Now, a 12U or 13U AdvancedTCA chassis will hold 14 slots, typically with two switch modules and 12 payload slots. A 5U OpenVPX or MicroTCA system can provide the same slot count and today both can offer system management like AdvancedTCA. In MicroTCA, it’s a core part of the specification. In OpenVPX, the VITA 46.11 specification is going through trial use. Actually, MicroTCA can achieve these requirements in a 3U high chassis. With air intake on the front of one side of the enclosure and evacuation out the back of the system platform, a front-to-rear configuration is achieved (see Figure 1). This unit also offers dual switches (via MCHs), 12 payload slots, etc. It is also possible to use higher-power processors in this chassis example as it uses additional tongues of the connector for extra pins. Thus, where a typical AMC is limited to around 85 watts per slot, the extra pins can provide up to 120 watts per slot. This allows the use of more powerful processors in the system.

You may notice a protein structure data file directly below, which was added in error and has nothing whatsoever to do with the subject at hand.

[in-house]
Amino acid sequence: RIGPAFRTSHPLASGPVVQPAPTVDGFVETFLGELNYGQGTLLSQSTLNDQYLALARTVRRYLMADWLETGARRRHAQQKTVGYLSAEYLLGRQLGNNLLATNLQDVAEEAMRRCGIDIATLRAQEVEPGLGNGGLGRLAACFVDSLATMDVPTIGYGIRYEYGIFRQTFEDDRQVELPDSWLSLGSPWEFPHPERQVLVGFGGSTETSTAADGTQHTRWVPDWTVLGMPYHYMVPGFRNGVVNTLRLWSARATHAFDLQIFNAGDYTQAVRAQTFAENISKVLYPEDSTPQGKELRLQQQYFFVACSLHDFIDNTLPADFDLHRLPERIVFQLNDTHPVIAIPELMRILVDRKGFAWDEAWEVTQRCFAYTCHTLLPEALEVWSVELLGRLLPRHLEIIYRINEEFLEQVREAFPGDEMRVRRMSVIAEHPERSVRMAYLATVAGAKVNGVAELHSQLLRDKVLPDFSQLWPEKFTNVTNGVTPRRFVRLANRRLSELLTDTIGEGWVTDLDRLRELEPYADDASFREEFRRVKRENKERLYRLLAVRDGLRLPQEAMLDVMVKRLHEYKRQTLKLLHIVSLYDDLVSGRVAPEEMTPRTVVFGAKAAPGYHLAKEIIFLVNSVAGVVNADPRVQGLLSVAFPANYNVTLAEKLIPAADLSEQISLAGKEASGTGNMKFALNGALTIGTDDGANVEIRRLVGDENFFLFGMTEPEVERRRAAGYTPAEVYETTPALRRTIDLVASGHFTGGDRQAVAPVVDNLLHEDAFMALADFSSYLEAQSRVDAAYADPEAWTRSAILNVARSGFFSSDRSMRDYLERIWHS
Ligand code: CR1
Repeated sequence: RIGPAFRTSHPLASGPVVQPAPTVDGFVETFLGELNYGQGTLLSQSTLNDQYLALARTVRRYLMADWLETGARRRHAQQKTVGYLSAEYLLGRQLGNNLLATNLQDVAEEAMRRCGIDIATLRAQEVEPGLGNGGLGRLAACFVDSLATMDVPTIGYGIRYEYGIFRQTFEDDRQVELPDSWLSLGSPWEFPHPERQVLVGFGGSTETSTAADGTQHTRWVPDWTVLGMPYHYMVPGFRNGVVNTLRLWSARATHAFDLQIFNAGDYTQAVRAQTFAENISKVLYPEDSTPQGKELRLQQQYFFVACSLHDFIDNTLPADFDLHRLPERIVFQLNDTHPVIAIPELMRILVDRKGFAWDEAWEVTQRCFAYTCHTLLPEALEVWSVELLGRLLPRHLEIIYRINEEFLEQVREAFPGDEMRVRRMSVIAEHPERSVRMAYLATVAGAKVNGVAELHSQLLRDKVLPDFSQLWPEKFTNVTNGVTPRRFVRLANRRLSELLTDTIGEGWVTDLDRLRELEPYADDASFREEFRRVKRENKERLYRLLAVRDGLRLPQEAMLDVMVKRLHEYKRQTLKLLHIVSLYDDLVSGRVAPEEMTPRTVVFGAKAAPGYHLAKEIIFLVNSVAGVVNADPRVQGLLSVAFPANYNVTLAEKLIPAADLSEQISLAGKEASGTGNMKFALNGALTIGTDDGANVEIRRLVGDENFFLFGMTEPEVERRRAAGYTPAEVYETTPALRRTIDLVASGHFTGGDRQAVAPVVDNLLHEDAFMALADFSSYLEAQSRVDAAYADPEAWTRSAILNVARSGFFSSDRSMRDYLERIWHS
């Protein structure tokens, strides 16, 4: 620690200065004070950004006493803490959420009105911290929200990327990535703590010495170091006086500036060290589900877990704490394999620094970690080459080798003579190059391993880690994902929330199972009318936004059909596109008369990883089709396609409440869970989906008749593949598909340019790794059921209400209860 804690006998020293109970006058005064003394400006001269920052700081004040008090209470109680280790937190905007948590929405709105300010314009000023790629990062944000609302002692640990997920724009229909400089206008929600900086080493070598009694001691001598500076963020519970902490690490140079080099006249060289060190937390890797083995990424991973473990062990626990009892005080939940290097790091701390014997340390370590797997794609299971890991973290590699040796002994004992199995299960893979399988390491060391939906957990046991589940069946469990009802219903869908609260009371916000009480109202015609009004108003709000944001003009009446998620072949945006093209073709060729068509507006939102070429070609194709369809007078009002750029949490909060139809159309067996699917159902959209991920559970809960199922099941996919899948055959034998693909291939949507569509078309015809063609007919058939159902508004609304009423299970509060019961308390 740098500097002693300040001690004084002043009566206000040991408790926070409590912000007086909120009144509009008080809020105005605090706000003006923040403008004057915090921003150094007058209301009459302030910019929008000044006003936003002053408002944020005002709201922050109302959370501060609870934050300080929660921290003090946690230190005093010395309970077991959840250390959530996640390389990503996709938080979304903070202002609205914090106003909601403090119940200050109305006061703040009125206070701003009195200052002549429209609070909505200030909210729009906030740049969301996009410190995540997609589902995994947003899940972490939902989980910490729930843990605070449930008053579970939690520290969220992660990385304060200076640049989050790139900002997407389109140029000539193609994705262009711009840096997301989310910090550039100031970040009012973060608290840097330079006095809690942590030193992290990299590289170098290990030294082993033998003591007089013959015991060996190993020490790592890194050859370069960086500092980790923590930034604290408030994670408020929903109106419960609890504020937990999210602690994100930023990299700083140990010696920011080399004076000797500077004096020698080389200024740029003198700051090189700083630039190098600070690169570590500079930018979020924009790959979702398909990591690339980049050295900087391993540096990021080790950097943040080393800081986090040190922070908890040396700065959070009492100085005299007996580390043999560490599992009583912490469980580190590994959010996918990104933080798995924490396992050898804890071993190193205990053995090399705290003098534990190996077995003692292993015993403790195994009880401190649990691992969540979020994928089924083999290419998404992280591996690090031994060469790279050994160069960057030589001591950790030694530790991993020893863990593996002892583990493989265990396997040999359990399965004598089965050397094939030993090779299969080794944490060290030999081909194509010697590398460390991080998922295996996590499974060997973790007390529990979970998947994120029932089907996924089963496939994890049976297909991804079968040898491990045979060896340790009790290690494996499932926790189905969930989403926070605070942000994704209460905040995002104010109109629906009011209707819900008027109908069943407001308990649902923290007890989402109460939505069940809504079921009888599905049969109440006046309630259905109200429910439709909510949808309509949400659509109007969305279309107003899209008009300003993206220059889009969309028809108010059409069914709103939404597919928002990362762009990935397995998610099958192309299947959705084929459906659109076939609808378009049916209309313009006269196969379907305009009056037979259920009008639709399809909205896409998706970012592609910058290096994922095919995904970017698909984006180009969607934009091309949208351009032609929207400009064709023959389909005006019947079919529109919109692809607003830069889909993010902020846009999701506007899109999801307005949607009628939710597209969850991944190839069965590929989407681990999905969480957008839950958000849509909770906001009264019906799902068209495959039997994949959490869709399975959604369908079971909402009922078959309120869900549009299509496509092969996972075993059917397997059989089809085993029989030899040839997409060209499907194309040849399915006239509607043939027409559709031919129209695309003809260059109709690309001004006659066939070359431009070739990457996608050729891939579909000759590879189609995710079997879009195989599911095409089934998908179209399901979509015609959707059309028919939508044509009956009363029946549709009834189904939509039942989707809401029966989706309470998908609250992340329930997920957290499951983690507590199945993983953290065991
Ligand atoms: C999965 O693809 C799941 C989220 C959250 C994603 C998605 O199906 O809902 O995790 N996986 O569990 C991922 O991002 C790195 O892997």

Pixus Fig 1 3u Mtca
This 3U front-to-rear cooled enclosure can offer dual switch (MCH) slots and 12 payload slots like AdvancedTCA, in a much smaller size. Utilizing extra connector “tongues,” you can provide more power that typical MicroTCA systems, use more powerful processors, and/or have extra I/O pins for dedicated routing.